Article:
Abstract: This paper addresses digital communication in a Rayleigh fading environment when the channel characteristic is unknown at the transmitter but is known (tracked) at the receiver. Inventing a codec architecture that can realize a significant portion of the great capacity promised by information theory is essential to a standout long-term position in highly competitive arenas like fixed and indoor wireless. Use (n T , n R ) to express the number of antenna elements at the transmitter and receiver. An (n, n) analysis shows that despite the n received waves interfering randomly, capacity grows linearly with n and is enormous. With n = 8 at 1% outage and 21-dB average SNR at each receiving element, 42 b/s/Hz is achieved. The capacity is more than 40 times that of a (1, 1) system at the same total radiated transmitter power and bandwidth. Moreover, in some applications, n could be much larger than 8. In striving for significant fractions of such huge capacities, the question arises: Can one construct an (n, n) system whose capacity scales linearly with n, using as building blocks n separately coded one-dimensional (1-D) subsystems of equal capacity? With the aim of leveraging the already highly developed 1-D codec technology, this paper reports just such an invention. In this new architecture, signals are layered in space and time as suggested by a tight capacity bound.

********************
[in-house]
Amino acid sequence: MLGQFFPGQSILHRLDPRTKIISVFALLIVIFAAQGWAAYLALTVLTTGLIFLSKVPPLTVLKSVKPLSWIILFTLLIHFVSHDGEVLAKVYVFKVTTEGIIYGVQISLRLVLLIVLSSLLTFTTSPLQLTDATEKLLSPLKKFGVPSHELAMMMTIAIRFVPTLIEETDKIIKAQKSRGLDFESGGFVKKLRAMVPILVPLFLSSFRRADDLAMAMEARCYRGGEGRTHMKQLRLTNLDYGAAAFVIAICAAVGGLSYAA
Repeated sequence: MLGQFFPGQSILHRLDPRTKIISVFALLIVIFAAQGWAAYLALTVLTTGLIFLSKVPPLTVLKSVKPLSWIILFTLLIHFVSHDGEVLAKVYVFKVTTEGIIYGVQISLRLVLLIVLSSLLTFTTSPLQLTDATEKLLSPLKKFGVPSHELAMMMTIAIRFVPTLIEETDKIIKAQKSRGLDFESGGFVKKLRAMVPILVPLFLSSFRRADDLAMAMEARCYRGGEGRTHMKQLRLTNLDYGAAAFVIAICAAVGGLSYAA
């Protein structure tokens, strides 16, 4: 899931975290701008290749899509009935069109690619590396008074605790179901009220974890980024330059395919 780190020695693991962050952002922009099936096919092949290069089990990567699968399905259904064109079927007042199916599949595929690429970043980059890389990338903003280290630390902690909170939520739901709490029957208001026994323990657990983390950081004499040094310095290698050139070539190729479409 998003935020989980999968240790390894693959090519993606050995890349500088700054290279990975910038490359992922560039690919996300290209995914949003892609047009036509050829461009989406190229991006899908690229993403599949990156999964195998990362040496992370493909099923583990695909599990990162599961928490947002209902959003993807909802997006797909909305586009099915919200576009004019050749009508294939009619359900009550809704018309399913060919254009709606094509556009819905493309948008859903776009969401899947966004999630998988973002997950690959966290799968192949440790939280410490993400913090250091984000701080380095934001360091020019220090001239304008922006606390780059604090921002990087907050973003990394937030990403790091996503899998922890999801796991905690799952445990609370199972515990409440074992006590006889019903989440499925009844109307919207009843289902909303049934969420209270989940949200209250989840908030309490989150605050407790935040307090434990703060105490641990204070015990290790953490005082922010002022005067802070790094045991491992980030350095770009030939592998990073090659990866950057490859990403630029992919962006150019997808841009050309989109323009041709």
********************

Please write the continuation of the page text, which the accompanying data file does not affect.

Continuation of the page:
6,728 citations

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TL;DR: The capacity results generalize broadly, including to multiantenna transmission with Rayleigh fading, single-bounce fading, certain quasi-static fading problems, cases where partial channel knowledge is available at the transmitters, and cases where local user cooperation is permitted.

Abstract: Coding strategies that exploit node cooperation are developed for relay networks. Two basic schemes are studied: the relays decode-and-forward the source message to the destination, or they compress-and-forward their channel outputs to the destination. The decode-and-forward scheme is a variant of multihopping, but in addition to having the relays successively decode the message, the transmitters cooperate and each receiver uses several or all of its past channel output blocks to decode. For the compress-and-forward scheme, the relays take advantage of the statistical dependence between their channel outputs and the destination's channel output. The strategies are applied to wireless channels, and it is shown that decode-and-forward achieves the ergodic capacity with phase fading if phase information is available only locally, and if the relays are near the source node. The ergodic capacity coincides with the rate of a distributed antenna array with full cooperation even though the transmitting antennas are not colocated. The capacity results generalize broadly, including to multiantenna transmission with Rayleigh fading, single-bounce fading, certain quasi-static fading problems, cases where partial channel knowledge is available at the transmitters, and cases where local user cooperation is permitted. The results further extend to multisource and multidestination networks such as multiaccess and broadcast relay channels.

2,824 citations

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Qualcomm